The winners of this year’s Ig Nobel Prizes, which celebrate the unusual and aim to spark interest in science, medicine, and technology, covered a range of quirky topics including the number of nostril hair, dead spiders and licking of rocks.
The 33rd Ig Nobel Prize ceremony, held virtually, featured Nobel laureates awarding prizes to researchers from 22 countries, including the United States, the United Kingdom, and China.
Why do scientists lick rocks?
Geologist Jan Zalasiewicz received the Chemistry and Geology Prize for his investigation into why scientists like to lick rocks. He demonstrated this by licking a 400 million-year-old trilobite, explaining that it helps identify the rock’s type when wet.
No deja but “jamais vu”
The Literature Prize went to researchers who explored the concept of “jamais vu,” the feeling of finding a familiar thing unfamiliar when repeated in language. They discovered that about two-thirds of people felt “peculiar” after repeating the same word around 30 times.
Using dead spiders
A team from Rice University won the Mechanical Engineering Prize for reanimating dead spiders to use as mechanical gripping tools, capable of grasping objects up to 130% of their weight.
Number of nostril hair
The Medicine Prize was awarded for research into the number of nose hairs in each nostril. The team found that the average person has around 120 nose hairs in their left nostril and 112 in their right. This study will help investigate how alopecia, a condition causing hair loss, affects the immune systems of individuals due to a lack of nose hairs.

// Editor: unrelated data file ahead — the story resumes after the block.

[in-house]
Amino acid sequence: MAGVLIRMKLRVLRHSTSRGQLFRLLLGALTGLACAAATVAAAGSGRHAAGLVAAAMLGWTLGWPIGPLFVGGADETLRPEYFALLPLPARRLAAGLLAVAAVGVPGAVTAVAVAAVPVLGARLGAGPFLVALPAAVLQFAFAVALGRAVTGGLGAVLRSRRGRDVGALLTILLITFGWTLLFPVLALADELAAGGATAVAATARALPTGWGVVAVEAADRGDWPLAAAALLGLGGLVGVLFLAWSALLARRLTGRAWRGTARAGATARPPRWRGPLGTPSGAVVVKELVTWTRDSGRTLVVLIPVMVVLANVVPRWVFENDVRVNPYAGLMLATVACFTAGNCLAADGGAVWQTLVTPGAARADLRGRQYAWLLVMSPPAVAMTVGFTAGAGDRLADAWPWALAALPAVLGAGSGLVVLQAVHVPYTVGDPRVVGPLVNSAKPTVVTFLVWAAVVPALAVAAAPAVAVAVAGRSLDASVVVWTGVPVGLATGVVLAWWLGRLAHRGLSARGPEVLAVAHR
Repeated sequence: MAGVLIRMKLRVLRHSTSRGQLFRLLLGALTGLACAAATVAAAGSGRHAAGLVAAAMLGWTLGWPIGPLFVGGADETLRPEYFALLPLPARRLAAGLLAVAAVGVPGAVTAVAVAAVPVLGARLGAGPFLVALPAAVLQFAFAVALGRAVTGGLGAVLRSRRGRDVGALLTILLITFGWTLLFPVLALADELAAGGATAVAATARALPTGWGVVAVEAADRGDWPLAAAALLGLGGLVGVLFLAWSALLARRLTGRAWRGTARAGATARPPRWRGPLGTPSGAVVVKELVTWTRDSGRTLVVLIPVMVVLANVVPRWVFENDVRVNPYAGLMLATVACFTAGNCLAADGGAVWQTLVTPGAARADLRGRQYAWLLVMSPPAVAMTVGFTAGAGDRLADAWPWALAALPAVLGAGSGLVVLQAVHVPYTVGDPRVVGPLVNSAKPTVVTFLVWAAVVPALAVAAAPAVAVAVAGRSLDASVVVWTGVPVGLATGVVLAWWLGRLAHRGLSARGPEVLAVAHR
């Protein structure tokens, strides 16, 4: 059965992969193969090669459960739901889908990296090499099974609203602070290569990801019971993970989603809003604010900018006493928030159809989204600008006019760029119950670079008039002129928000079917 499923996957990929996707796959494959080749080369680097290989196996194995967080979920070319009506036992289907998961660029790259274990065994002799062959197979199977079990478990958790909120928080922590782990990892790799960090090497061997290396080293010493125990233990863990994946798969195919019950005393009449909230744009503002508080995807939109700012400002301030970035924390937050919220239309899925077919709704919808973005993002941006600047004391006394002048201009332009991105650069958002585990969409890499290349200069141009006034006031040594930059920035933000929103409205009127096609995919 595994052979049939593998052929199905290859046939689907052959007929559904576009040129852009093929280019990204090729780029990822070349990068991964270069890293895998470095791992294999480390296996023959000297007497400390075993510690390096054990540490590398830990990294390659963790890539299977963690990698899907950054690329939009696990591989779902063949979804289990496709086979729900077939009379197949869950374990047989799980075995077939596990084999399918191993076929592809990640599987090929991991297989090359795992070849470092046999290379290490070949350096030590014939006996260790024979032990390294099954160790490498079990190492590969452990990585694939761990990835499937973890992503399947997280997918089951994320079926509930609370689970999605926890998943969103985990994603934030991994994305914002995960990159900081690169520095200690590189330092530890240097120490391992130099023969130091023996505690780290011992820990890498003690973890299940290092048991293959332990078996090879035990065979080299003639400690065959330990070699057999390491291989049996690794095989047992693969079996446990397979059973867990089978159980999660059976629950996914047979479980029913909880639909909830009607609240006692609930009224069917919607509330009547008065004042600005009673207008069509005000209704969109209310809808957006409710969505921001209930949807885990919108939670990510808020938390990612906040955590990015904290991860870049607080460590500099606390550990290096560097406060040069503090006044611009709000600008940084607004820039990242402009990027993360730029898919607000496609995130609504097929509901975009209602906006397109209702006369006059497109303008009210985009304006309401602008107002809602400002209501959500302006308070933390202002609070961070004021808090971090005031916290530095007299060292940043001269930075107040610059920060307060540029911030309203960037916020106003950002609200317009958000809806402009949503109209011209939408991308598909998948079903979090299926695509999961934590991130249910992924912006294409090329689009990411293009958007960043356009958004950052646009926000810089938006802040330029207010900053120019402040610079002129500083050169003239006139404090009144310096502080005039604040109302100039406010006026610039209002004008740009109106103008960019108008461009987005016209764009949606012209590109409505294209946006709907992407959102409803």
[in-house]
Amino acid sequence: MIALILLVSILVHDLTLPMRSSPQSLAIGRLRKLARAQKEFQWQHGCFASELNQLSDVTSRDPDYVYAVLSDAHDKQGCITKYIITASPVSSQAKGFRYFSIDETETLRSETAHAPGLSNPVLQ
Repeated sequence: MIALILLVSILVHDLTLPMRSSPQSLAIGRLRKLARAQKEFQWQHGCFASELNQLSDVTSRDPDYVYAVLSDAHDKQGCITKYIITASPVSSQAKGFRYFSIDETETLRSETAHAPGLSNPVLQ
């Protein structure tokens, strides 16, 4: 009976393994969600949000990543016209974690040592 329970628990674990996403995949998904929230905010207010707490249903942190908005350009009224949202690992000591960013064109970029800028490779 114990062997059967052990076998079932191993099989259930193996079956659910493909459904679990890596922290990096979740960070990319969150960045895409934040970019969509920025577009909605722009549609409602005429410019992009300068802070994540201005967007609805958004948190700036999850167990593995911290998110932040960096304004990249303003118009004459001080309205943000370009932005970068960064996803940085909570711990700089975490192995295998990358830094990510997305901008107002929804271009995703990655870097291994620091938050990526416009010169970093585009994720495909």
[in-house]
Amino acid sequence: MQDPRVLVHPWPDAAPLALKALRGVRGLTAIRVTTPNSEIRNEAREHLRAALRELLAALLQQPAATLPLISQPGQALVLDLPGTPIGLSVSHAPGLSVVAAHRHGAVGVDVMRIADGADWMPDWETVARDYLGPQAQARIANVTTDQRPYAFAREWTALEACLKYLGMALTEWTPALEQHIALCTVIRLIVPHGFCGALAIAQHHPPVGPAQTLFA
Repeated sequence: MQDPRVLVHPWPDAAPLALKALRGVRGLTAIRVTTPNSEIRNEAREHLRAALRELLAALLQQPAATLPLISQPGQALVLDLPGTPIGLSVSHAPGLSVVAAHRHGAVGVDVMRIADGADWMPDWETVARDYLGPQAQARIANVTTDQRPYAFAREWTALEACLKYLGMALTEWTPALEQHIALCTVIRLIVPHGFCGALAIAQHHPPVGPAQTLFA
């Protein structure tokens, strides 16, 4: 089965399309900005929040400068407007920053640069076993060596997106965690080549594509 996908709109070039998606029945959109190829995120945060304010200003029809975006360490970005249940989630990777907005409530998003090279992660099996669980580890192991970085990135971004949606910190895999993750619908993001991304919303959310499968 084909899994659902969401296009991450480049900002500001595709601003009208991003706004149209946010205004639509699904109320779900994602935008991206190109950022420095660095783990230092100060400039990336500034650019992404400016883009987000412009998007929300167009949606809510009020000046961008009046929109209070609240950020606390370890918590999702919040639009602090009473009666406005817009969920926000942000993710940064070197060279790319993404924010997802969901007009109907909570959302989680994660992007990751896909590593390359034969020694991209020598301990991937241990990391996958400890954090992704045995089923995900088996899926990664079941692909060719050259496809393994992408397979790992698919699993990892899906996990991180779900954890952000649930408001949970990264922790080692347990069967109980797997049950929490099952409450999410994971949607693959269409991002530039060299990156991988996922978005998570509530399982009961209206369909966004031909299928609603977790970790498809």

Backward brain activity
The Ig Nobel Communication Prize recognized research into brain activity when a person speaks backwards.
Anal printing is in
The Public Health Prize went to urologist Seung-min Park, who invented the Stanford Toilet, which identifies users by their “analprint.”
Japanese scientists Homei Miyashita and Hiromi Nakamura received the Nutrition Prize for their study on how electrification affects food taste, finding it increased users’ perception of saltiness.
Don’t look up
Psychologists Stanley Milgram, Leonard Bickman, and Lawrence Berkowitz were awarded the Psychology Prize for studying why members of a crowd look up when they see others doing so.
Boredom in classroom
The Education Prize was for research into how teachers’ boredom affects students in a classroom.
Effects of sex on oceans
Lastly, the Physics Prize recognized a team’s investigation into how the sexual activity of anchovies impacts ocean-water mixing and the global circulation of ocean currents.
The ceremony featured mini-non-opera songs about water and an annual paper plane-throwing event. The researchers will have the opportunity to meet at a companion Ig Nobel Face-to-Face event in Cambridge, Massachusetts, in November, where more songs and paper planes are expected.